Wednesday, February 9, 2011
Review: The Ames Piano Quartet Aims to Please
Happy to say, Sono Luminus has been continuing both traditions. The Ames Piano Quartet has been mainstay of the Dorian label for years, and their newest recording of Mozart, Hummel, and Beethoven quartets doesn't disappoint. The sound is somewhat transparent -- it doesn't sound like a studio engineer's fixed anything up. The instruments sound natural, with real presence -- very much as they would in a live performance.
Because the Ames has been together for quite a while, there's a comfortable interplay between the performers as one might expect between old friends getting together. No one's the star here. These are four colleagues coming together for one purpose -- to make great music.
The disc features three works from the classical era; Mozart's Piano Quartet in E-flat major, K. 452; Beethoven's Piano Quartet in E-flat major, Op. 16, and Hummel's Piano Quartet in G major.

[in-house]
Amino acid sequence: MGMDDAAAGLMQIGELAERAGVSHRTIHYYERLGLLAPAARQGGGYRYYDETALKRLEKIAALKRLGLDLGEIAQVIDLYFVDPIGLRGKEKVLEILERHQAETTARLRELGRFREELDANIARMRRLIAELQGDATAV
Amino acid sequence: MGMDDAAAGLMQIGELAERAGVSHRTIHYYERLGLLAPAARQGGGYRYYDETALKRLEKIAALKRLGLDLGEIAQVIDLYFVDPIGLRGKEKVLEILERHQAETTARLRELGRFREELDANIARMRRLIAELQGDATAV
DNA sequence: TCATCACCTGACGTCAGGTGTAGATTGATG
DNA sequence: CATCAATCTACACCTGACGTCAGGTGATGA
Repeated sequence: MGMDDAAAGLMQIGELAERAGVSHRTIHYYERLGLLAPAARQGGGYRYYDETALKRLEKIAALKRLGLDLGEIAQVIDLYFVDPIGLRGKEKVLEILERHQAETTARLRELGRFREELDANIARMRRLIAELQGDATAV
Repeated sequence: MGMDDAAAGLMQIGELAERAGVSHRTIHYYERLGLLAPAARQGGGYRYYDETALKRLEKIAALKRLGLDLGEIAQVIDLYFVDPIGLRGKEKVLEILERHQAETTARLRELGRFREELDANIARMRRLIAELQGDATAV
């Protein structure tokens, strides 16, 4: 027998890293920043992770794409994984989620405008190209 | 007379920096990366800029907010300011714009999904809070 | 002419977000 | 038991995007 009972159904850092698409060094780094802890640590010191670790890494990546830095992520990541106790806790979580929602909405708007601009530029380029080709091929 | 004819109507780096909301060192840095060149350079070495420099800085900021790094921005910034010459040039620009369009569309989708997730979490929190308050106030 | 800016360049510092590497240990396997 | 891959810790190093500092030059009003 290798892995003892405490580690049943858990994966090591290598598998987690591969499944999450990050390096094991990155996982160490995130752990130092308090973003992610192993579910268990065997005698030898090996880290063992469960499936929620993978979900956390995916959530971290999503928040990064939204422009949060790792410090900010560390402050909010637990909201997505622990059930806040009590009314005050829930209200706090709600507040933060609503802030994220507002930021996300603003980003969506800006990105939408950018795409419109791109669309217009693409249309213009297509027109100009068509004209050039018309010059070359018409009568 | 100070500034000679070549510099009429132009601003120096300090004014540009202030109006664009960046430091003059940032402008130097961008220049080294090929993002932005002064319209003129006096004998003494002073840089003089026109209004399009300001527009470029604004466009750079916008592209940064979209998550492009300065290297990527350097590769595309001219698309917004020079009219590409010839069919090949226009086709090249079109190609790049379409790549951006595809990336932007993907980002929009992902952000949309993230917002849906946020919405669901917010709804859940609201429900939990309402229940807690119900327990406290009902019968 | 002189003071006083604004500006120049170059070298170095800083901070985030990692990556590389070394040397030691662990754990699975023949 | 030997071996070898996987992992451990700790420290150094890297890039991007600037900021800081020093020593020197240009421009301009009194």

Each work has a different character, and the Ames Piano Quartet each credibly well. Mozart is sufficiently light and airy, but still played in such a way that the work's substance comes through. The Ames tackles the Beethoven quartet differently, ramping up the emotional content as one might expect. The end result is convincing, if a little on the sedate side. This is Beethoven with combed hair and an unruffled collar. That's not to say it's a bad performance at all. In fact, it tends to highlight rather than hide Beethoven's connection to the older classical style of Mozart and Haydn.
Hummel probably comes off the best in this recording. Sandwiched between two giants, Hummel doesn't suffer that much by comparison. It's clear that the quartet devoted as much attention to Hummel's music as they did with Beethoven's and Mozart's. The structure of the work is well-defined, and the phrasing shows off the motives in the best possible light. Definitely an enjoyable listen.
If you look at the flow of all three works, the disc starts with something uplifting and appealing, moves to something comfortable, then finishes with something dramatic -- almost like a very large three-movement work. Having the opening and closing works in the same key further carries the analogy. Surly that was all part of the plan.
If you're familiar with the Ames Piano Quartet, then this a worthy addition to your collection. If not, the Hummel should be worth the price of admission, even if you have the other works.